BHAONA PLAY Masks of Majuli, Assam
Assam is a land of natural diversity and within its territory you get majestic, lush tea gardens and it also has the biggest river island of the world, namely Majuli. Located in the Brahmaputra River, Majuli island remains a large tourist draw in Assam for its natural bounty. However, the island is also home to the ancient and impressive mask handicraft tradition of Assam.
Bhaona forms the traditional art of popular theatre performed in Assam. It usually has religious content based on the scriptures of Mahapurusha Srimanta Sankardeya. When presented in the form of a play it is called Ankiya Nat and their staging is called Bhaona. These are usually performed at the satras in village and urban setting in Assam. Masks, costumes and jewellery form an important part of presenting the different characters of the play.
The masks made by artisans living in Majuli Island are sourced from natural materials. Primarily bamboo and cane are used as the main frame and after the basic structure is formed, clay layers (no plaster of paris is used – only local mud) are applied followed by application of paints on top.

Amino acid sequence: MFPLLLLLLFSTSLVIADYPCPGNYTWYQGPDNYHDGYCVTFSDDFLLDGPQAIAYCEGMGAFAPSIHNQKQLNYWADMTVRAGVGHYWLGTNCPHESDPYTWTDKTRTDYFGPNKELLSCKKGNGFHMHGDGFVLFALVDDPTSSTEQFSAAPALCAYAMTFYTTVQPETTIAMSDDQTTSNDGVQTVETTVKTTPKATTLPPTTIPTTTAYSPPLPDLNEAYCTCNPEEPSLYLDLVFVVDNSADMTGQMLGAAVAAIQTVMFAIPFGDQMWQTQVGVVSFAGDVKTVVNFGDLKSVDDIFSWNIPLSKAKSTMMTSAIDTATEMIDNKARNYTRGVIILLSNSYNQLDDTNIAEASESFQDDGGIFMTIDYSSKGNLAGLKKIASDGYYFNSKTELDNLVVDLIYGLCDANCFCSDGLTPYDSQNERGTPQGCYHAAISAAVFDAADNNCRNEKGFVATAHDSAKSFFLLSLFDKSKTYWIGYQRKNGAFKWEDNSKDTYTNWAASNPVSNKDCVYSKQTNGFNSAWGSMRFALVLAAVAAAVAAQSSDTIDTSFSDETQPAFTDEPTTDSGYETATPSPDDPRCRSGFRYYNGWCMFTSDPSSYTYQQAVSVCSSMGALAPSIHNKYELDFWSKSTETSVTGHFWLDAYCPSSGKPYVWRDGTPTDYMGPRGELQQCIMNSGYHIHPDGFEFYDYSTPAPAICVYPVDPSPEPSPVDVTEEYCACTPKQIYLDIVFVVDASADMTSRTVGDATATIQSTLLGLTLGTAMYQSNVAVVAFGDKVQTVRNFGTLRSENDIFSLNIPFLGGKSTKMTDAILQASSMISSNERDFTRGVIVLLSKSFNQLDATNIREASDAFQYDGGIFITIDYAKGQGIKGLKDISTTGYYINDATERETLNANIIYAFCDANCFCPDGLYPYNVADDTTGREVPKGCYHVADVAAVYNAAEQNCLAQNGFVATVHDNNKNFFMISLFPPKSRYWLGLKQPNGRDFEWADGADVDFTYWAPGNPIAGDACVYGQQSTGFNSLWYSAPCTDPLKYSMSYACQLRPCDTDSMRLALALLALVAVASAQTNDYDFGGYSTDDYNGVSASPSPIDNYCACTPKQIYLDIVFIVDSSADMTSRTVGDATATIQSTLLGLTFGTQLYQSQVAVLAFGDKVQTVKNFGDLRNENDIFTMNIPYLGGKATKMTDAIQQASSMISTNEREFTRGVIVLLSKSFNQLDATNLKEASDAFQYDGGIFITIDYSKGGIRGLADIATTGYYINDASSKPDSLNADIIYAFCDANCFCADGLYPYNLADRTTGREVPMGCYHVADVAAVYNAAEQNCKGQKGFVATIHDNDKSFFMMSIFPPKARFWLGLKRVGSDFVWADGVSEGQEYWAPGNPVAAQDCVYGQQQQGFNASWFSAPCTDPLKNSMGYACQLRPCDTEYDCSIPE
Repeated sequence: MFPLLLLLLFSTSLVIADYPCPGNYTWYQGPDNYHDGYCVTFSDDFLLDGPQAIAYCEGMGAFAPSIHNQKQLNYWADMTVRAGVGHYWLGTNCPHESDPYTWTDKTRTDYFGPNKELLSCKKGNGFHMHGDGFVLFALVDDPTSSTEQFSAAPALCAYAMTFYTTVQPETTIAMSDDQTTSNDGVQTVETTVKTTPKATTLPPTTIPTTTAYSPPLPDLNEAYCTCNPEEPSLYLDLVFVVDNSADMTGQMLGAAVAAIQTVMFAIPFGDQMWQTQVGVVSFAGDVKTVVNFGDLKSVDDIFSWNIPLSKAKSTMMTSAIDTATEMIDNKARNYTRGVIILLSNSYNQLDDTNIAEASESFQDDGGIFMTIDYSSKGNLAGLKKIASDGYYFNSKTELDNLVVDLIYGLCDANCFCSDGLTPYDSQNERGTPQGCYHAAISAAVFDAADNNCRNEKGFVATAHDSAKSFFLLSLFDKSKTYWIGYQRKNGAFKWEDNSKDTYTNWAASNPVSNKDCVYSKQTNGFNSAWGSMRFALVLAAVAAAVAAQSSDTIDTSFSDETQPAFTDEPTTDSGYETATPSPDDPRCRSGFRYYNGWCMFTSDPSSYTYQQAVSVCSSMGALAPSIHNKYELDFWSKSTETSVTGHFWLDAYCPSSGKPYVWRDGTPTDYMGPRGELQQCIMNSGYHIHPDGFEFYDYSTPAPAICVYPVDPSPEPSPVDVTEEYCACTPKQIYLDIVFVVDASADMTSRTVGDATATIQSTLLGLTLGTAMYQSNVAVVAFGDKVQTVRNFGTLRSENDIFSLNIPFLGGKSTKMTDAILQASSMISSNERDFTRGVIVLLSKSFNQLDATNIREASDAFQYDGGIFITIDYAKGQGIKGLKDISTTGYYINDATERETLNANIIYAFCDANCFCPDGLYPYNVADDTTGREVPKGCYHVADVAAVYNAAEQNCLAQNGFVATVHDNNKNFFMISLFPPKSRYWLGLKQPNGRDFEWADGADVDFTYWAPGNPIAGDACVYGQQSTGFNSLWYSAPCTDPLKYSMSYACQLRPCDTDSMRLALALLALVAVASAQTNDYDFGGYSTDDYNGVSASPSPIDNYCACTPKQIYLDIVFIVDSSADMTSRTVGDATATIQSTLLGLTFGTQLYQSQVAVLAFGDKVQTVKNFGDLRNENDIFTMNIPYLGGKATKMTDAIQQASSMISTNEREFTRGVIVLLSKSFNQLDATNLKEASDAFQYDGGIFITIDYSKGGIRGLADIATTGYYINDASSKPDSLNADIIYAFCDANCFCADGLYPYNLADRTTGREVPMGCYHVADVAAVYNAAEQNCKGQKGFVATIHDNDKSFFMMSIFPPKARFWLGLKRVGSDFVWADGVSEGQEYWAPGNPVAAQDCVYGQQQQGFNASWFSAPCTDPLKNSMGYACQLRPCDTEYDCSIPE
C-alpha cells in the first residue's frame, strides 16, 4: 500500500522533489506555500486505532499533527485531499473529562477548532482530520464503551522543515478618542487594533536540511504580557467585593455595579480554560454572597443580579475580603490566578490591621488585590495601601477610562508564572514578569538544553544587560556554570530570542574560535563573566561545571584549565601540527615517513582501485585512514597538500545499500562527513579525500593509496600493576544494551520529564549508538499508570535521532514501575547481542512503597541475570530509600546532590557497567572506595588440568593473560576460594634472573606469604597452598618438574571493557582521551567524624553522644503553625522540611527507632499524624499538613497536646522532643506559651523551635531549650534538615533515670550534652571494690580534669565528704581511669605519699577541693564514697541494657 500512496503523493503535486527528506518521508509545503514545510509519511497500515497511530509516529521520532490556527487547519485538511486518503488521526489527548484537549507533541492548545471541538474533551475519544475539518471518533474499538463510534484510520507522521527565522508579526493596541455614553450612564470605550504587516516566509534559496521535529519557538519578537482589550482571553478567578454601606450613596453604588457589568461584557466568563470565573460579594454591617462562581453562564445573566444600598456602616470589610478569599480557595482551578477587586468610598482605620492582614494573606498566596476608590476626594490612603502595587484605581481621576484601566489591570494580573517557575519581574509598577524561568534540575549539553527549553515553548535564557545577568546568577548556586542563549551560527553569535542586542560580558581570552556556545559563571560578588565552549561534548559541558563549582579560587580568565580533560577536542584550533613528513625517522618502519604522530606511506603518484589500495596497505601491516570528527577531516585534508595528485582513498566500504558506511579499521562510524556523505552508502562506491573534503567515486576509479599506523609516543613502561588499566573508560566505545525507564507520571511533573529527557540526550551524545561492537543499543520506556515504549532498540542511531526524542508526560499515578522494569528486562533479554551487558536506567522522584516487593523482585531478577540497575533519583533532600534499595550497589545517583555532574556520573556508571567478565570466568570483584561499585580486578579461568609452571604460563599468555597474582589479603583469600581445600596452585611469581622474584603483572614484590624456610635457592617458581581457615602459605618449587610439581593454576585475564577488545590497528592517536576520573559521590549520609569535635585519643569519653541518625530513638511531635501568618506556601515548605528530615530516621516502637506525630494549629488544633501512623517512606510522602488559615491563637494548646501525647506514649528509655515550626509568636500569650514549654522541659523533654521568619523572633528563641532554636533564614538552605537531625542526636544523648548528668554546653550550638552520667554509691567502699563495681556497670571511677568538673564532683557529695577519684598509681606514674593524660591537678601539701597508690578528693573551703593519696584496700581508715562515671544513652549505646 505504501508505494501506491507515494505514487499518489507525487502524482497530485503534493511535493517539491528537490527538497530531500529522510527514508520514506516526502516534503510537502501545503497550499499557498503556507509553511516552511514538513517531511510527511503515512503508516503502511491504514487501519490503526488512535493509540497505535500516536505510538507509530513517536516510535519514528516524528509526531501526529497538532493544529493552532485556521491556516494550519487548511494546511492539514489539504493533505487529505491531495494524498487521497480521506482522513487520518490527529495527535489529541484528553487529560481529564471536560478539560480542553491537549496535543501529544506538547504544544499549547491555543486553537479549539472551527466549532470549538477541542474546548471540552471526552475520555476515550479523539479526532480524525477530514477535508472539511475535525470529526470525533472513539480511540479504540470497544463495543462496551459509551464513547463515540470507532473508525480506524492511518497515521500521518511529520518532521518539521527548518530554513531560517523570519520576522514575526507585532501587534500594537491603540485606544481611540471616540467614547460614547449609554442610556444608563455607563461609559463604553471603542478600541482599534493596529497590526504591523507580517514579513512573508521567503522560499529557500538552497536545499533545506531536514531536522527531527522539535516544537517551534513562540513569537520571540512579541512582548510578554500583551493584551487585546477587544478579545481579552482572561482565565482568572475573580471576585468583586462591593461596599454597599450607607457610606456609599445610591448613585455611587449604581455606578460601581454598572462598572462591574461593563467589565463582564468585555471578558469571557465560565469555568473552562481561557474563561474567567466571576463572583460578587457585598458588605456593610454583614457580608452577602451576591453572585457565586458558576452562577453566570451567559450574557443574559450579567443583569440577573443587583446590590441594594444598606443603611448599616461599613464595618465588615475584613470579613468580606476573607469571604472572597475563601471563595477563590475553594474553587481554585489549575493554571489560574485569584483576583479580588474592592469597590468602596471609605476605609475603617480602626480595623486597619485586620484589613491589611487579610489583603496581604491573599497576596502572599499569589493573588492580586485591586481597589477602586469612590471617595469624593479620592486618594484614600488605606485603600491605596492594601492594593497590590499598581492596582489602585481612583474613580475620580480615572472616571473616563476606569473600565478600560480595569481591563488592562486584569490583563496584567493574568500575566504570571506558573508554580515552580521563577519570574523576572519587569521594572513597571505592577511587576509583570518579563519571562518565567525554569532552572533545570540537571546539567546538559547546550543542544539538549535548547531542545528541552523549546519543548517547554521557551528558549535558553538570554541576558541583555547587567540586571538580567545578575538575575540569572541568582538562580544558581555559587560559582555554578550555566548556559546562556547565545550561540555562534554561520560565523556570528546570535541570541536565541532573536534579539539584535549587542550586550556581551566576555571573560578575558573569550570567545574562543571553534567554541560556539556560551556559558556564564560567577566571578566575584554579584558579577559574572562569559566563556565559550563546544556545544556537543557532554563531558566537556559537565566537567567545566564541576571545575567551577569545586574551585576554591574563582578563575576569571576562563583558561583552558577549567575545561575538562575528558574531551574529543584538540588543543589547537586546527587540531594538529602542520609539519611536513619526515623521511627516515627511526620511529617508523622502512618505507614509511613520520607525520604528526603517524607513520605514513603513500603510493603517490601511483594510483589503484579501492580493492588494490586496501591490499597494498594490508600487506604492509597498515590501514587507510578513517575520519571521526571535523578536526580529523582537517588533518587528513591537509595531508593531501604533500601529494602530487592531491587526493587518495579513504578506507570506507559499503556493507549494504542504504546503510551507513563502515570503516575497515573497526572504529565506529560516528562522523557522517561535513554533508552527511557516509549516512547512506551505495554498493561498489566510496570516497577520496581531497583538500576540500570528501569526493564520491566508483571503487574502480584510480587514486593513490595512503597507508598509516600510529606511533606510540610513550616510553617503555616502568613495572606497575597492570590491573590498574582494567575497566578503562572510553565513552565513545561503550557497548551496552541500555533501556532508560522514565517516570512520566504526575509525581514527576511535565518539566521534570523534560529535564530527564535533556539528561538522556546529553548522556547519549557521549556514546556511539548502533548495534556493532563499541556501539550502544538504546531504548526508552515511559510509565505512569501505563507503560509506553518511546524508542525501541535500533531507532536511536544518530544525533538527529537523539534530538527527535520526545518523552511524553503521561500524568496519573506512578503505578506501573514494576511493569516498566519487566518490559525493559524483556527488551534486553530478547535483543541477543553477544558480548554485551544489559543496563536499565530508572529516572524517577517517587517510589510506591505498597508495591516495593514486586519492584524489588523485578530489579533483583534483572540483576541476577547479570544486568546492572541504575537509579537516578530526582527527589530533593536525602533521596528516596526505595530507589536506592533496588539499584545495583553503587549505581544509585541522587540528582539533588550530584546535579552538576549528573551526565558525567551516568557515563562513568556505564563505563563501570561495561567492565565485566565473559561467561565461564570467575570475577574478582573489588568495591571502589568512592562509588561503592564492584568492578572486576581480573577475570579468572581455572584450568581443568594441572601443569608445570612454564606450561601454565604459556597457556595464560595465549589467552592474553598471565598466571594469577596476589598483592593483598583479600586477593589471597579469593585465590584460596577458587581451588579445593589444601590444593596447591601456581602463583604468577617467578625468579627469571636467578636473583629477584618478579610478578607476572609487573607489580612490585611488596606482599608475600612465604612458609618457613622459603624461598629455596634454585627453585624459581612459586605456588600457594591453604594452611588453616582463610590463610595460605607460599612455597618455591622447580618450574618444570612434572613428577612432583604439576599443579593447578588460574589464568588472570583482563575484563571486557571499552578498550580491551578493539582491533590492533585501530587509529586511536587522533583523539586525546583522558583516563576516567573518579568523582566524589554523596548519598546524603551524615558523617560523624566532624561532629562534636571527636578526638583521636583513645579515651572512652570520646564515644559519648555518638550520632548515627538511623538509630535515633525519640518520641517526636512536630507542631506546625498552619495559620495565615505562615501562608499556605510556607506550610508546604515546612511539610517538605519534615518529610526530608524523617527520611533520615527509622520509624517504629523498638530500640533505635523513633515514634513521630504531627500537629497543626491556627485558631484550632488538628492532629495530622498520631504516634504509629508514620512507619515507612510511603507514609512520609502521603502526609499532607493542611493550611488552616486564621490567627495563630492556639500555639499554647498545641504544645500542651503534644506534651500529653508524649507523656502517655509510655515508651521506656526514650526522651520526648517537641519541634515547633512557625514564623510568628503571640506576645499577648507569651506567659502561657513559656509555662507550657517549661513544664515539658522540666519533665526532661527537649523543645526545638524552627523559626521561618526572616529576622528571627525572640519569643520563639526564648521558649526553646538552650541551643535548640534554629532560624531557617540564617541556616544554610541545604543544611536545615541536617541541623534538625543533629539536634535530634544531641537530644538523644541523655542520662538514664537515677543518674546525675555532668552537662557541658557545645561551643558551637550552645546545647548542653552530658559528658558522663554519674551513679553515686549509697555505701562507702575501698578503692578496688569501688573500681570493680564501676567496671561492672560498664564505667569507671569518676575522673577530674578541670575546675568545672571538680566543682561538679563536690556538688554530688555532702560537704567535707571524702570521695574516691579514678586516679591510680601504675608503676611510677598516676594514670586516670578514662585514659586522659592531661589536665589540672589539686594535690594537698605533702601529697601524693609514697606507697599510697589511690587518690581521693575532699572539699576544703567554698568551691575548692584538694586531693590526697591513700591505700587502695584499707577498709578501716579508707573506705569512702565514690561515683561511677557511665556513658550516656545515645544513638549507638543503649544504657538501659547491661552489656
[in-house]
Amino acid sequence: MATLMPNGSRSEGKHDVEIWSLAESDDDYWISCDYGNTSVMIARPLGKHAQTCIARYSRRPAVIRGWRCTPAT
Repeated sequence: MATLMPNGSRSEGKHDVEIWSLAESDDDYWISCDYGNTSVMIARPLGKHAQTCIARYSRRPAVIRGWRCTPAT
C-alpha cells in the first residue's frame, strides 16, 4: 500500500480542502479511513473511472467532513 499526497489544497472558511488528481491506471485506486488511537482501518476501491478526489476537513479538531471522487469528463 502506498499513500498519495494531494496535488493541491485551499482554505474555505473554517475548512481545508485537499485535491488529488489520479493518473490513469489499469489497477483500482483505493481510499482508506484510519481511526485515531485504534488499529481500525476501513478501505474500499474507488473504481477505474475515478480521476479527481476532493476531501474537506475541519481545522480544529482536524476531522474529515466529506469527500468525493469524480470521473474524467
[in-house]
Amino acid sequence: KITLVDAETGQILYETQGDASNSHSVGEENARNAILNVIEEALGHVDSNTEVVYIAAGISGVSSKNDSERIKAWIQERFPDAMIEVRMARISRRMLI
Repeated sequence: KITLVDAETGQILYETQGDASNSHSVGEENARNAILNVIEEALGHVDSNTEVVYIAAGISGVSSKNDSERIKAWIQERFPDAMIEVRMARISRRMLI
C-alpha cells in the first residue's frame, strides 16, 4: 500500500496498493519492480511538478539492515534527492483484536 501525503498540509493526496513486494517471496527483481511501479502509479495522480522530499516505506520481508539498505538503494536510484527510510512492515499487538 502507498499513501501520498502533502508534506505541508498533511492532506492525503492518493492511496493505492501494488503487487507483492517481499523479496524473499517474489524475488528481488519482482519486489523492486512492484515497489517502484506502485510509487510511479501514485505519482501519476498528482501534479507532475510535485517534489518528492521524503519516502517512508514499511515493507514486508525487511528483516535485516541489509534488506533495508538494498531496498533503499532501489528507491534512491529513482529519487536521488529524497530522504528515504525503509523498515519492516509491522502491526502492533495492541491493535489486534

One unique feature of these masks is they are quite lightweight, despite large dimensions. Based on size and material used in making a mask, it may take a week to a fortnight before it is ready for use. No synthetic colours are used. The artisans are resorting to vegetable based colors owing to increasing environment awareness drives.
These masks represent mythical characters like Ravana, Garuda, Hanuman and other epic characters. Masks of animals like deer, monkeys, wild boar and different birds are also made as required.